Your questions answered by our panel of travel experts
Sunday 01 February 1998
I am going on a trekking holiday in northern Pakistan and I want to know if there is any easy way to purify or clean water that does not necessarily involve boiling it. I am sure to be drinking from local streams but do not want the hassle of having to make fires all over the place.
Dr Larry Goodyer writes: Bearing in mind that boiling for about five minutes is the most effective way to sterilise drinking water, there are two options open to you: either to use chemical sterilisers or a filtering device. The two most widely used chemicals by travellers are based on the halogens iodine or chlorine.
Of the two, chlorine tablets (Puritabs), are the most widely available, but iodine tincture or tablets can be obtained through chemists or specialist travel shops and is said to be more effective against certain organisms.
There are a few important points to remember . First, the water should be clear of organic matter, so strain off any sediment through muslin or special canvas bags called Millbanks bags. Then remember to leave the chemical in contact with the water for the required time, usually about 30 minutes depending on the temperature of the water.
Follow the directions on the package regarding the amount to use and any warnings. Iodine can taste quite nasty if you use the higher concentrations sometimes recommended, but you can purchase neutralising tablets or powders which remove the taste.
There are a wide variety of portable filters on the market for use by travellers to prepare clean drinking water. They range from relatively inexpensive pocket-sized devices for emergency use, to more sophisticated ceramic ones that require a good deal of hand pumping. They do have the particular advantage over chemicals in giving an instant source of drinking water, but can be expensive, require maintenance and some will only sterile a limited amount of water before replacement cartridges are required.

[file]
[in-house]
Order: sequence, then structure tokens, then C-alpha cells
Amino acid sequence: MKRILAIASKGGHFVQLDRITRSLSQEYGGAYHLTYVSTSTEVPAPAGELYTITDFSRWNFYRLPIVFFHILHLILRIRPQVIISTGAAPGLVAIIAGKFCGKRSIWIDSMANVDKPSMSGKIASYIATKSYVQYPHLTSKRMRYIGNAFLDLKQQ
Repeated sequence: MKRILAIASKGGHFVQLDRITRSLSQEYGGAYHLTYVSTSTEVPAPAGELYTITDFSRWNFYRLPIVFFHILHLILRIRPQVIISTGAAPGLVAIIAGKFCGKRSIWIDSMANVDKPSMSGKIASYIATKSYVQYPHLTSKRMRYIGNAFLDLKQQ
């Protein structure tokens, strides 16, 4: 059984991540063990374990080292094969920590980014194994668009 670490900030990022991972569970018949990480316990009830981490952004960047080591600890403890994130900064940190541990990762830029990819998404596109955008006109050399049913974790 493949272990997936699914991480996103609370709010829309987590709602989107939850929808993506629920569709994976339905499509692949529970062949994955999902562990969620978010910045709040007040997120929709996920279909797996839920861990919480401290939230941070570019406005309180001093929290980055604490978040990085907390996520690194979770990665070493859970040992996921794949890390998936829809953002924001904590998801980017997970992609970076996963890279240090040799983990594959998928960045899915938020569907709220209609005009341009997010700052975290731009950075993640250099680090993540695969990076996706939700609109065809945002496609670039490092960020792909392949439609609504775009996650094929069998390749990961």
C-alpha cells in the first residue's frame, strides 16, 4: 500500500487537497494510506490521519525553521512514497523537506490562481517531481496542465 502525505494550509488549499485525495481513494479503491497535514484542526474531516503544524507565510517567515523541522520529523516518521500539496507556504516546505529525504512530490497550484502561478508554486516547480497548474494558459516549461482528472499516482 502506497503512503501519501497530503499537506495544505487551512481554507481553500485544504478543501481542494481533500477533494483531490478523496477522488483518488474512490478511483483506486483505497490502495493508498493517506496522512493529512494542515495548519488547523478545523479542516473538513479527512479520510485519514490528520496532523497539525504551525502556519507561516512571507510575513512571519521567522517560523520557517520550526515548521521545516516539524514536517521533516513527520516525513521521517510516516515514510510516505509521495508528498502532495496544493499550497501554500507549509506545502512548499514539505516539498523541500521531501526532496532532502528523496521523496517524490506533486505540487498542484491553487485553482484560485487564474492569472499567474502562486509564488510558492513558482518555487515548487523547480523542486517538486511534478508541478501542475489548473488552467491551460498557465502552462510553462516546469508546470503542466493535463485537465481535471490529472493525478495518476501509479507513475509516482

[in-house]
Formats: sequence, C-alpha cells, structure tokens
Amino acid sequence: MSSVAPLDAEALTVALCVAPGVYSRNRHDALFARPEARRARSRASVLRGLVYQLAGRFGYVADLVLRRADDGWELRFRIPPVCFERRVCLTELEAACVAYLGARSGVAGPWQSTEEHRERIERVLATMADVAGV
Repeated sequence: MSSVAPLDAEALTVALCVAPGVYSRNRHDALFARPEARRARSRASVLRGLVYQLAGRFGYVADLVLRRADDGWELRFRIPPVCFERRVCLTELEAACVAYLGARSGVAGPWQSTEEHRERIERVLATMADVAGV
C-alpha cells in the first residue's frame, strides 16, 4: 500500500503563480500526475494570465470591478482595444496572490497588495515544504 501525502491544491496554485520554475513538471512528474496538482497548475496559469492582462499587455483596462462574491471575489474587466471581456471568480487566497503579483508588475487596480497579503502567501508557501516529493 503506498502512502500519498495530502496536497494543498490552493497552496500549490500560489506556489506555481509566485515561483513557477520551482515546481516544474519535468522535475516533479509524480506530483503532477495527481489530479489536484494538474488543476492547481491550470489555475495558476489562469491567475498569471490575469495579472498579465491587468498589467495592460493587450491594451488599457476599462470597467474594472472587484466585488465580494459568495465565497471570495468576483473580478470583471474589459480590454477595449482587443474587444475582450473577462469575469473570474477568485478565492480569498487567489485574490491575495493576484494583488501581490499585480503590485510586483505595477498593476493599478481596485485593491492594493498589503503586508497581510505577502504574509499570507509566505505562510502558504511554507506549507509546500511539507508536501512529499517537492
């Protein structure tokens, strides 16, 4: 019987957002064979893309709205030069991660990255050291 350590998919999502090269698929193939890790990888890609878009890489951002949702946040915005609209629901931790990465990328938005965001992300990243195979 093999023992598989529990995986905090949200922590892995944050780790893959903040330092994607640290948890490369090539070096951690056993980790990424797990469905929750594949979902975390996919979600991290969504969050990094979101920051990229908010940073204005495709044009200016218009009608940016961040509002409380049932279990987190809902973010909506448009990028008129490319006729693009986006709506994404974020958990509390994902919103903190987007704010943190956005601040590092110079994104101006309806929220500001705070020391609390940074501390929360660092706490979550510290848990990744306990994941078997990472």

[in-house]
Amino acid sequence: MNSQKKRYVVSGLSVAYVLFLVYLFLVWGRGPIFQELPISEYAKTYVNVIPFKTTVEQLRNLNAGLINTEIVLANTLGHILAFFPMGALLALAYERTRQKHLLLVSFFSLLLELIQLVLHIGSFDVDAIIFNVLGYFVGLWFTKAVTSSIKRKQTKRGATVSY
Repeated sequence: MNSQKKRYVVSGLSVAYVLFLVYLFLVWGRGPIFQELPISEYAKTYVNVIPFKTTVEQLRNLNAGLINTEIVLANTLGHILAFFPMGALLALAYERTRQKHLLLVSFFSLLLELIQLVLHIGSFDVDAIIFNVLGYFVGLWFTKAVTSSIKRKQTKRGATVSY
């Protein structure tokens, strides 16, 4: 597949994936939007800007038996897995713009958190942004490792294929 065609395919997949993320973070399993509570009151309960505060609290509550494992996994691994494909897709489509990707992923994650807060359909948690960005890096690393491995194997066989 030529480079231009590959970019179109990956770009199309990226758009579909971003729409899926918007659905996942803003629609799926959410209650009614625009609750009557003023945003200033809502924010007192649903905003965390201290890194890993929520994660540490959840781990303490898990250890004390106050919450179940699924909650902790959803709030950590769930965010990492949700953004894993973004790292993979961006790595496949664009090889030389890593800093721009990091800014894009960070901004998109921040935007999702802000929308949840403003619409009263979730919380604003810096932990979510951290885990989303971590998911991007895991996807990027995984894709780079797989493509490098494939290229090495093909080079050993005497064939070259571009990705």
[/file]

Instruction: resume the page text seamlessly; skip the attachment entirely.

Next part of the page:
Dr Larry Goodyer is superintendent of the Nomad Pharmacy (3-4 Turnpike Lane, London N8, Tel: 0181-889 7014) which specialises in catering for travellers' medical needs.
How do I still make it to the Rio carnival?
Is there still time for me to get out to see this year's Rio carnival? I realise that there is not much time left but it would be great to see it once in my life. And having got there, will I be able to join in - or do you have to buy some kind of ticket?
The travel editor replies: It is not too late to get to Rio: the main carnival action takes place in the days leading up to 24 February so you've still got about a fortnight to find a flight. You'll pay more to fly in at this time of year but the difference is not astronomical - you'll be paying somewhere between about pounds 540 and pounds 650 for a return ticket during the Carnival period. Try Journey Latin America (0181 747 3108) who will still be able to put together a package for you even at this late stage. They can offer a five-night package including hotels, transfer and a night in the sambodromo (the purpose-built stadium where the finest samba-schools parade) for pounds 763, based on two sharing. Add on the cost of the flights and the price per person will come to about pounds 1,300.
If you are travelling in on a flight-only basis, there are basically two ways to view the carnival. You can buy an expensive (upwards of US$100) ticket to sit in the sambodromo; tickets will probably be available from the ubiquitous local tour operators right up to the last minute, though they will become more and more expensive.
Otherwise you can simply hang around in the streets of the city, where exuberant parades of the lower-league samba schools are taking place. You'll find plenty enough atmosphere here. And if you fancy a bit of decadence in the evening, try out one of the sexually charged carnival balls, for which tickets are available from about US$80.
How to rent a barge in the Netherlands
Help! We are keen to drive to the Netherlands for a week's break and wish to rent a house or maybe a barge. No companies seem to rent holiday cottages in Holland. We will be a large party of two families, with bicycles.
The travel editor replies: Whenever you mention holiday homes in the Netherlands, the first thing that the Dutch will tell you is that you should stay at one of the famously Dutch holiday villages (ie Centre Parks or Gran Dorado). The accommodation ranges from modern bungalows to little wooden houses, and are nicer than you probably think.
However, there are other options. Firstly, in the eastern, northern, and southern parts of Holland there are farms which have holiday cottages on their land. Secondly, there are lots of options for staying on boats: either traditional sailing boats which accommodate 8-12 people, or barges which accommodate even larger groups. Finally, there are also self-catering huts on campsites which are good for touring cyclists.
If you want detailed information on how to book these, you need to write to the Netherlands Board of Tourism, PO Box 523, London SW1E 6NT. Unfortunately the details are all in Dutch, though fairly self-explanatory. There is no simple, centralised booking system - each house is accompanied by a specific local number you have to call.
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